Monday, June 1, 2009

When is it right to do wrong?

The murder of George Tiller is, to me, an obvious and reprehensible crime. But what's intriguing is that not everyone sees it that way (and not just the person who pulled the trigger). Which got me thinking about something I've always wondered: what separates legitimate resistance to a societal evil, from an evil crime committed against a legitimate societal practice?

Put differently, why is George Tiller's murderer a criminal, and John Brown a martyr? Tiller's killer murdered one person out of religious conviction, and was presumably convinced he was saving lives. Brown and his men killed a dozen people out of religious conviction, in an attempt to end slavery.

To a lot of people, merely asking that question is offensive - slavery is an unquestionable evil, but abortion is a woman's legitimate right should she choose it. I believe both of those things, but I wonder about what history will believe. I'm pretty sure the slavery question is settled, but abortion is still a fluid and controversial issue, and the people who oppose it consider it a form of genocide.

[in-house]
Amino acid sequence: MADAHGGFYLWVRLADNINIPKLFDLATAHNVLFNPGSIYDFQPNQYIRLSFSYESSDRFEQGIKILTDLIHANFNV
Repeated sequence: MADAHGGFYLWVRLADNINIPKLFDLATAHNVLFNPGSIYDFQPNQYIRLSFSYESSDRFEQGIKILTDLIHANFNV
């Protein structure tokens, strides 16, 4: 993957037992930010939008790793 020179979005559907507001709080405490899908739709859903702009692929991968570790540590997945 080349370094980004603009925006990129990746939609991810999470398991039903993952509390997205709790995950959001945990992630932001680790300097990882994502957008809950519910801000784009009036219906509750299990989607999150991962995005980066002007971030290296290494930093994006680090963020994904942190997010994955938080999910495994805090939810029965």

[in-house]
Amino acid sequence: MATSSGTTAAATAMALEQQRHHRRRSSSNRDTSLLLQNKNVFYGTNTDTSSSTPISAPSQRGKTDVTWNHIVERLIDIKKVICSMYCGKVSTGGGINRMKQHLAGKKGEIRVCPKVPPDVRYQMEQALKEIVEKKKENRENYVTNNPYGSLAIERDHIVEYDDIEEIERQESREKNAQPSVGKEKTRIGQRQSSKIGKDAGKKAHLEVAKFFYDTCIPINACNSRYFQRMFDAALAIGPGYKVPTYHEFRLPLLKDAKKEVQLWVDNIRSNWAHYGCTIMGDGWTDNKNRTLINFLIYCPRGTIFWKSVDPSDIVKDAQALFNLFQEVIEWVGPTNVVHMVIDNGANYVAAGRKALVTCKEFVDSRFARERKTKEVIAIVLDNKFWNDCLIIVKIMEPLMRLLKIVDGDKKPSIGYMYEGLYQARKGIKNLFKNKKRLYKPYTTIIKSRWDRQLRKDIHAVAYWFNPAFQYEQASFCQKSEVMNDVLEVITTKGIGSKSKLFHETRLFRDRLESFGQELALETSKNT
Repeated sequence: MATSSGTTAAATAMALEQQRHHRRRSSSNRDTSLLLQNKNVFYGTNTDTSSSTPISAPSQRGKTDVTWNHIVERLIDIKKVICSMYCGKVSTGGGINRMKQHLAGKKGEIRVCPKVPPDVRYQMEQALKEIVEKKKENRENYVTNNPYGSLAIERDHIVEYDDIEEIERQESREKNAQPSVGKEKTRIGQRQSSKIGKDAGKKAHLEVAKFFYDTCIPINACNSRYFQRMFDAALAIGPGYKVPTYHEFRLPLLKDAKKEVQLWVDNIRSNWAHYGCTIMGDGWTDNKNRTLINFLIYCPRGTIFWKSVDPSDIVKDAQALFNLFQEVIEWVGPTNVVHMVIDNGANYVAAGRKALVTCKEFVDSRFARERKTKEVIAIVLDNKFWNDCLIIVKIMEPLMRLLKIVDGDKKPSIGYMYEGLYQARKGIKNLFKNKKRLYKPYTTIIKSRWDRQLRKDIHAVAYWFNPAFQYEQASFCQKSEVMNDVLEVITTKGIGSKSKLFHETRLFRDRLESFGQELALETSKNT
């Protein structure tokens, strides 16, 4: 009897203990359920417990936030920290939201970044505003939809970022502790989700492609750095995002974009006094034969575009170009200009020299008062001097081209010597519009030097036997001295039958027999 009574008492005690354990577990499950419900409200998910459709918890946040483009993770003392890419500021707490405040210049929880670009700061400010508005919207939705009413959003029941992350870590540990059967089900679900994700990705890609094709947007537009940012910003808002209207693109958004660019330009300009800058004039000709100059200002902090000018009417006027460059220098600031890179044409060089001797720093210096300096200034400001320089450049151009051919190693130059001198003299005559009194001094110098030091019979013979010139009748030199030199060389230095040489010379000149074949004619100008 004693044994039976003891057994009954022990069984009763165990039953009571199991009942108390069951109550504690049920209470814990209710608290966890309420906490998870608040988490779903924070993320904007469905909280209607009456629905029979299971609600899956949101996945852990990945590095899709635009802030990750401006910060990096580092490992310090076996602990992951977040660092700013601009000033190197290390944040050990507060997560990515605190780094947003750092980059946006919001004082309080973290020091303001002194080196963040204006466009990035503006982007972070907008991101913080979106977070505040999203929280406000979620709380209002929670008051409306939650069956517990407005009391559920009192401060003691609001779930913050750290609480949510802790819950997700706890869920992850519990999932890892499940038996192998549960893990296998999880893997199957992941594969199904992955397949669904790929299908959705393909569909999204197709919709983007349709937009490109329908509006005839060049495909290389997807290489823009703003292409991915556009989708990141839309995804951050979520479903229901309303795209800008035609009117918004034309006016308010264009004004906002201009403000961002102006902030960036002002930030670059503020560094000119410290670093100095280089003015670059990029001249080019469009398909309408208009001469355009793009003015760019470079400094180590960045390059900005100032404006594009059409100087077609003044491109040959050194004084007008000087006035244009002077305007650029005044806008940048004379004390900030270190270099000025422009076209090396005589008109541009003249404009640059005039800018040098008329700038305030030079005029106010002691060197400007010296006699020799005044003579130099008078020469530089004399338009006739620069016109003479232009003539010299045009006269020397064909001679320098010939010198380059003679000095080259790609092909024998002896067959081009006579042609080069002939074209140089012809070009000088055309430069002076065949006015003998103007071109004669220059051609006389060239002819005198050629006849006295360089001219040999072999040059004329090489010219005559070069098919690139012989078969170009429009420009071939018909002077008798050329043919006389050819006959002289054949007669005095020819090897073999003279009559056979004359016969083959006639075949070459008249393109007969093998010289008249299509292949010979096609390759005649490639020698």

While I'm confident that abortion isn't evil, and should be permitted - safe, legal and rare - a lot of practices that didn't seem barbaric at the time come to look that way in hindsight. It's possible that we'll one day look upon abortion clinics (and slaughterhouses, in our vegetarian potential future) the way we currently do human sacrifice or cannibalism.